Landing a choice job can be a complicated enterprise, particularly if one is not properly equipped to undertake this task. In her book, Learning to Fish in the Twenty-First Century: Navigating the Career Waters to Find and Land a Choice Position, author Donna Chlopak provides meaningful insights to help job seekers bridge the gap. We spoke with Dr. Chlopak to further explore her thoughts on this topic.
Dr. Donna Chlopak, a Ph.D. industrial/organizational psychologist from Ohio State University, has more than thirty years of experience as an educator, entrepreneur, consultant, and manager working in notable Fortune 500 companies and the Gallup Organization. She has also taught at Rutgers, Stevens Institute of Technology, Baruch College, Montclair State, Seton Hall, and Kean. These experiences has provided her with important insights about the labor market.
ExcelTrek: What motivated you to write “Learning to Fish in the Twenty-First Century”?
Donna Chlopak: I had developed and taught a course in career development at the university level for several years. During that time, although, I had used some texts that covered various areas of career development, I hadn’t found one that provided the complete view of the field that I wanted. I continued to create exercises and activities for my students and I realized that I had the makings of a book that could be of help to many people.
ExcelTrek: You establish a strong link between finding the right job and knowing about oneself.
Chlopak: The saying that “if you find a job that you enjoy, you don’t work a day in your life” supports the notion that knowing about yourself – what you do well and what you don’t, what you enjoy doing (usually what you do well), is what you should use as guidance for your career. Fit is key to having a successful work life – fit with the position –what are the demands and can you meet them and work around any deficiencies.
ExcelTrek: With the advances in technology and the immediate access to information and resources, are we better equipped today at finding and landing the right job?
Chlopak: Not necessarily, because one has to really know what to look for and ask. These advances provide additional information, but it takes knowing how to use them and making sure that you understand the information you gain. Again, the right job match takes knowing oneself, fully understanding the position requirements and also realizing if the company culture is a fit.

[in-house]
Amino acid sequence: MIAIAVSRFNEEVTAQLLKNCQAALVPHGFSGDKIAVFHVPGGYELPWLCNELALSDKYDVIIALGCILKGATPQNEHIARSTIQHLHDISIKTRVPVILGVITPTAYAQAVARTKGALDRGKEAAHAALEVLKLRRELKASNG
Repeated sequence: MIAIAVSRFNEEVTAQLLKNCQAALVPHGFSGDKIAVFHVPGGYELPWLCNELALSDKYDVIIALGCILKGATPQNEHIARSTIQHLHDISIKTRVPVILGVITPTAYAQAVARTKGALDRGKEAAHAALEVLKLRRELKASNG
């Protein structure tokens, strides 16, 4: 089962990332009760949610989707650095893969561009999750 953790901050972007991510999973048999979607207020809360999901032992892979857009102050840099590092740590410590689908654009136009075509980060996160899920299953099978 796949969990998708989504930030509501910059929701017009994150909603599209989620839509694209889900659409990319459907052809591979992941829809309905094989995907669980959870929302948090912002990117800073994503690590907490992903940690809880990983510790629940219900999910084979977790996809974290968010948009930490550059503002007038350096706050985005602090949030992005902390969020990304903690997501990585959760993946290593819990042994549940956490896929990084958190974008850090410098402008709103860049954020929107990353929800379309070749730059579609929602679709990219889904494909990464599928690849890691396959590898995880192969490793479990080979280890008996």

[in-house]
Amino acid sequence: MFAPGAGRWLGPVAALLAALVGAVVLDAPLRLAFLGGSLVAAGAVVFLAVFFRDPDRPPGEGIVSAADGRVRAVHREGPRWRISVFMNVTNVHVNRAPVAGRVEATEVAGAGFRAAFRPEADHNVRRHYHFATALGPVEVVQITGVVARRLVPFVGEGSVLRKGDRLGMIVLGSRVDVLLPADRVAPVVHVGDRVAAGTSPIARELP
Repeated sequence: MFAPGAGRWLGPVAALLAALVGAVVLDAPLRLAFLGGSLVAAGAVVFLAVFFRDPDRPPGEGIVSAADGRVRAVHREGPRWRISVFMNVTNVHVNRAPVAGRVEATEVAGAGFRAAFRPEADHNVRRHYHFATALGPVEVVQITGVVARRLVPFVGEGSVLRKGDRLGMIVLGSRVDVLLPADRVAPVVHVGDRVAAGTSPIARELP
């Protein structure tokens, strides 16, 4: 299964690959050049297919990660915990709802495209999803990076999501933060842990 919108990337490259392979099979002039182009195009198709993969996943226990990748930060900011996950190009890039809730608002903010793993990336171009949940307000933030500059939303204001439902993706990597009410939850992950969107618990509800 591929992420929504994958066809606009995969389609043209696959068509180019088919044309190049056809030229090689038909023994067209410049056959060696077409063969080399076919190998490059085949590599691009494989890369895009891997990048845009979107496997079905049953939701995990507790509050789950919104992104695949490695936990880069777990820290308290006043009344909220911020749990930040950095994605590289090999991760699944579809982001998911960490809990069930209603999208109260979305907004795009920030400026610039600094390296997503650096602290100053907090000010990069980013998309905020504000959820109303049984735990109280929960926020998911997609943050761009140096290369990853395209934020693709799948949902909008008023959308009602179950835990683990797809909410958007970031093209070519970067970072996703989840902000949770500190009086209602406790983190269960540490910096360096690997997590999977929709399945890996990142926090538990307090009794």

ExcelTrek: You focus on two major areas in your book – figuring out which job to pursue and how to get it. In your experience, which of these two do people struggle the most? Why?
Chlopak: People seem to struggle most with how to land a position. However, if individuals knew themselves better and more fully understood the positions and company cultures, it would make getting the right job easier and provide for a more successful match. It is a process and you need to begin with a strong foundation – and then use that foundation (knowing oneself) and do your research regarding what a position requires and what the company culture is to ensure a match.
ExcelTrek: In your opinion, are academic institutions doing a good job helping students discover what career to pursue and how to land the job they want?
Chlopak: I wish I could say yes, but unfortunately too often, students come into college with a preconceived notion of what major they should pursue based on misconceptions about themselves, what specific positions are really like or even what impact families have. Students should be provided with various assessments to help them understand their talents and what areas would be a best fit. This could even be done prior to going to college – everyone could use this knowledge, even after someone has worked for many years – second and third careers are not uncommon.
ExcelTrek: Your book is full of examples and resources. Do you see a greater demand for more pragmatic literature on this subject?
Chlopak: There are many blogs and articles written on parts of the process but less on the entire process and actually putting it together. Since a career journey is a lifetime process, more attention should be paid to the individual’s understanding of themselves and the entire process.
ExcelTrek: What would be your advice to those who have gone through the process, landed the job and company they wanted, are successful at what they do, but are now doubting whether they made the right career choice?
Chlopak: Doubt usually comes from some sort of discontent with the job or company or manager. If one finds that they are questioning their choice, it might not be the career choice/position but with the company or manager. If they determine that it is the position/job that has caused the doubt, they can go back to some of their earlier personal assessments to see if some of their interests, talents, or motivations have changed.
ExcelTrek: What is the key message you want your readers to remember after reading “Learning to Fish in the Twenty-First Century”?
Chlopak: That it is a JOURNEY and therefore there may be several paths to get where you want to go, however, like any journey, you need to know what resources you have (i.e. knowing yourself) and where you want to go (type of position and company culture). Finally, I want readers to know that they can use the book as a resource throughout their journey and remember the title comes from the Chinese Proverb – “if you give a man/woman a fish h/she will eat for a day, but if you teach a man/woman to fish h/she will eat for a lifetime.” I feel that most people know that a career journey is a lifetime effort.
Fred Machado is the founder and CEO of ExcelTrek.